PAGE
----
Thus the curve begins at the lower left with human power of 0.3 kilowatts and under a hundred thousand population, curves up through steam engines with one megawatt of power and a billion population, up further to present plants generating 13 gigawatts.
His first scenario was a bleak one called “A Return to MADness.”
Driven by increasing environmental stress (that a Singularity might have cured), nations return to nuclear confrontation and policies of “Mutually Assured Destruction.”
One “bad afternoon,” it all plays out, humanity blasts itself back to the Stone Age and then gradually dwindles to extinction.
His next scenario was a best-case alternative named “The Golden Age,” where population stabilizes around 3 billion, and there is a peaceful ascent into “the long, good time.”
Humanity catches on that the magic ingredient is education, and engages the full plasticity of the human psyche, empowered by hope, information, and communication.
A widespread enlightened populism predominates, with the kind of tolerance and wise self-interest we see embodied already in Wikipedia.
One policy imperative of this scenario would be a demand for research on “prolongevity”— “Young old people are good for the future of humanity.”
Far from deadening progress, long-lived youthful old people would have a personal stake in the future reaching out for centuries, and would have personal perspective reaching back for centuries.
The final scenario, which Vinge thought the most probable, he called “The Wheel of Time.”
Catastrophes and recoveries of various amplitudes follow one another.
Enduring heroes would be archaeologists and “software dumpster divers” who could recover lost tools and techniques.
What should we do about the vulnerabilities in these non-Singularity scenarios?
Vinge ’s main concern is that we are running only one, perilously narrow experiment on Earth.
“The best hope for long-term survival is self-sufficient off-Earth settlements.”
We need a real space program focussed on bringing down the cost of getting mass into space, instead of “the gold-plated sham” of present-day NASA.
There is a common critique that there is no suitable place for humans elsewhere in the Solar System, and the stars are too far.
“In the long now,” Vinge observed, “the stars are not too far.”
(Note: Vinge’s detailed notes for this talk, and the graphs, may be found online at: http://rohan.sdsu.edu/faculty/vinge /longnow/index.htm ) —Stewart Brand
American science fiction writer, Kim Stanley Robinson, best known for his award winning "Mars" trilogy, joins Lucy Sussex at the Melbourne Writers Festival to discuss the inspiration for his work and the problems facing planet Earth.
Robinson explains to his audience why it is important for everyone to know about science, especially in the face of the climate change crisis.
It’s a subject very close to the author’s heart: virtually all of Robinson’s novels have an ecological component with sustainability being one of his major themes.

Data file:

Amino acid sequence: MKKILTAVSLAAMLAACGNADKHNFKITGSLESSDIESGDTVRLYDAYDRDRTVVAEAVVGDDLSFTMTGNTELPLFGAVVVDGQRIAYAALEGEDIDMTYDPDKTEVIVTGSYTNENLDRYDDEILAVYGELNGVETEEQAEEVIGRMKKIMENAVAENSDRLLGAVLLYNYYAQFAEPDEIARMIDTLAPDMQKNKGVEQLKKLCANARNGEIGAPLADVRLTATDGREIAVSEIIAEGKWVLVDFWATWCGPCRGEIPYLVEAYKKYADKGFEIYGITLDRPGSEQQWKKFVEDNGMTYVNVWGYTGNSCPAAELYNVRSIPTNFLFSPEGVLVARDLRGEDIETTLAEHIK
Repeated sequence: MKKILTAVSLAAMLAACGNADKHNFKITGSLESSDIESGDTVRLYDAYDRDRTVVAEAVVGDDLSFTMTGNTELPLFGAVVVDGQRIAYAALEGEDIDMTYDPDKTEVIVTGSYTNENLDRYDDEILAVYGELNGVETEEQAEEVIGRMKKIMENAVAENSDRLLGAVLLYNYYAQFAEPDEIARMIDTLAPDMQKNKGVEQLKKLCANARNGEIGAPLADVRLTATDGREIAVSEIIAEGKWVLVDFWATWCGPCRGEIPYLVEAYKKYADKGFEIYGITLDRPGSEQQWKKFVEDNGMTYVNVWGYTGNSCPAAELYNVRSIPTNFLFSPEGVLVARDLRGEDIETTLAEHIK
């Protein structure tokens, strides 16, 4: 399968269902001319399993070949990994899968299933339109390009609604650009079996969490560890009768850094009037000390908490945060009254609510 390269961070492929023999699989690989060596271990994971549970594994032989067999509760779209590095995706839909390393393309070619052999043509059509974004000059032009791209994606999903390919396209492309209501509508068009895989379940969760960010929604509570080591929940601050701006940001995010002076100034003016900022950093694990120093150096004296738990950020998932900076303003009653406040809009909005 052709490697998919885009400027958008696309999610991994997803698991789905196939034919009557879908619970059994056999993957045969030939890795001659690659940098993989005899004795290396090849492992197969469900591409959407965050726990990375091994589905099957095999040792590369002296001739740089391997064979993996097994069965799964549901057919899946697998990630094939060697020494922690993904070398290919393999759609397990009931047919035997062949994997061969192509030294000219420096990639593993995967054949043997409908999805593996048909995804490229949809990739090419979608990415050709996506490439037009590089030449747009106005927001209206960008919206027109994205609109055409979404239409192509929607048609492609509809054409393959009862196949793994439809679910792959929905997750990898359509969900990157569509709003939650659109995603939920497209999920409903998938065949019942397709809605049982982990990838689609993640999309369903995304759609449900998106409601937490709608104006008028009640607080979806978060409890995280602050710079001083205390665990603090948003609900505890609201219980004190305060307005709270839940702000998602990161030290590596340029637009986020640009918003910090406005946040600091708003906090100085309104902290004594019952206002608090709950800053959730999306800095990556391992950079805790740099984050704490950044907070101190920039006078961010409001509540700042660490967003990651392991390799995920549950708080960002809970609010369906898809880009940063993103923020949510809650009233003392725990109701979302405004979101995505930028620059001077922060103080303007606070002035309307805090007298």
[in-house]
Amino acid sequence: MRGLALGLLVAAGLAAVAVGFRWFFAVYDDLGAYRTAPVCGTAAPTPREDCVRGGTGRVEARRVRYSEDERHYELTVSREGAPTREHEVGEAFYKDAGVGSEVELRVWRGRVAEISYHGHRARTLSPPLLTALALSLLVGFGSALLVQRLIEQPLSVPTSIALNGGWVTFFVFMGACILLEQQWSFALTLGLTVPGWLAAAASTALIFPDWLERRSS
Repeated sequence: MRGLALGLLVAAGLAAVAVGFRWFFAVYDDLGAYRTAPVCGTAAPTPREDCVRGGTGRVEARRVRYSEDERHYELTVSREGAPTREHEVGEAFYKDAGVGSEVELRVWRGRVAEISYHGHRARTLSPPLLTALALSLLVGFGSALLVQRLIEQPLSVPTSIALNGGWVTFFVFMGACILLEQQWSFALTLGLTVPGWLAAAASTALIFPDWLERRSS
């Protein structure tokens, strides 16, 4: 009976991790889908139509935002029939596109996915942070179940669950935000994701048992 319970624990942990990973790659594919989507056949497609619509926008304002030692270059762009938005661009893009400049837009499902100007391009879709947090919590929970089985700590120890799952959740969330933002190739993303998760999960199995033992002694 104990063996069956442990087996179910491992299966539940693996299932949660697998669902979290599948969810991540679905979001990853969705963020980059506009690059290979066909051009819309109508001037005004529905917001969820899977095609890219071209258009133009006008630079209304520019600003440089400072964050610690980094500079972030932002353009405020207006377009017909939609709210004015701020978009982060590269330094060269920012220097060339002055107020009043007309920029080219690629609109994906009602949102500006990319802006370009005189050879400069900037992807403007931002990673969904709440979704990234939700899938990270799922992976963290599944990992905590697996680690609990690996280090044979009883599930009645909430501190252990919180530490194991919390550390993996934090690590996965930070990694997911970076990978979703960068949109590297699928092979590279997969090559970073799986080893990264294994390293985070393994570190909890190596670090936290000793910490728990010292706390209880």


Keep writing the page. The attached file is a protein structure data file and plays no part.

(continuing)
Robinson also defends science fiction, believing it deserves more attention by literary awards such as the Booker Prize.
After all, if one of his favourite authors Virginia Woolf was a science fiction fan, why can’t contemporary literary audiences appreciate the genre more?
Kim Stanley Robinson is an American Science Fiction writer best known for the multi-award winning "Mars" trilogy.
Other books include "The Years of Rice and Salt" and his latest book "Galileo’s Dream".
In 2008 Kim Stanley Robinson was listed as the TIME "Hero of the Environment".
Lucy Sussex is a New Zealand born writer, researcher and editor. Sussex has published many short stories and a few novels, including "The Scarlet Rider" which won the Ditmar, Best Novel in 1997. She currently writes a review column for "The West Australian" and "The Sunday Age".
Former ‘New York Times’ writer James Gleick (the man who popularised "the butterfly effect" in ‘Chaos’) has produced the definitive history of the age in which we live, ‘The Information’. In Gleick’s book ‘Information’ he speaks about the information "flood". He talks with Robyn Williams, presenter of ABC Science and ABC Radio National.
We are in a predicament where we have the ability to reach out and get facts easily. Although we may have access this does not necessarily bring with it knowledge. The gatekeepers of information are more important than ever, due to our reliance on these authorities for truth.
This event was presented by Sydney Writer’s Festival 2011
James Gleick is an author, journalist and biographer whose books explore the cultural ramifications of science and technology. His books have popularised concepts such as "The Butterfly Effect" and sold bucketloads around the world. His most recent book, "The Information: A History, a Theory, a Flood", is being hailed as his crowning work. Gleick is also the author of the bestselling books "Chaos", ‘Genius’, ‘Faster’ and a biography of Isaac Newton. Three of these books have been Pulitzer Prize and National Book Award finalists, and have been translated into more than 20 languages. James divides his time between New York City and Florida.
Robyn Williams has presented science programs on ABC radio and television since 1972. He is the first journalist to be elected a fellow of the Australian Academy of Science, was a visiting fellow at Balliol College, Oxford, and is a visiting professor at the University of NSW.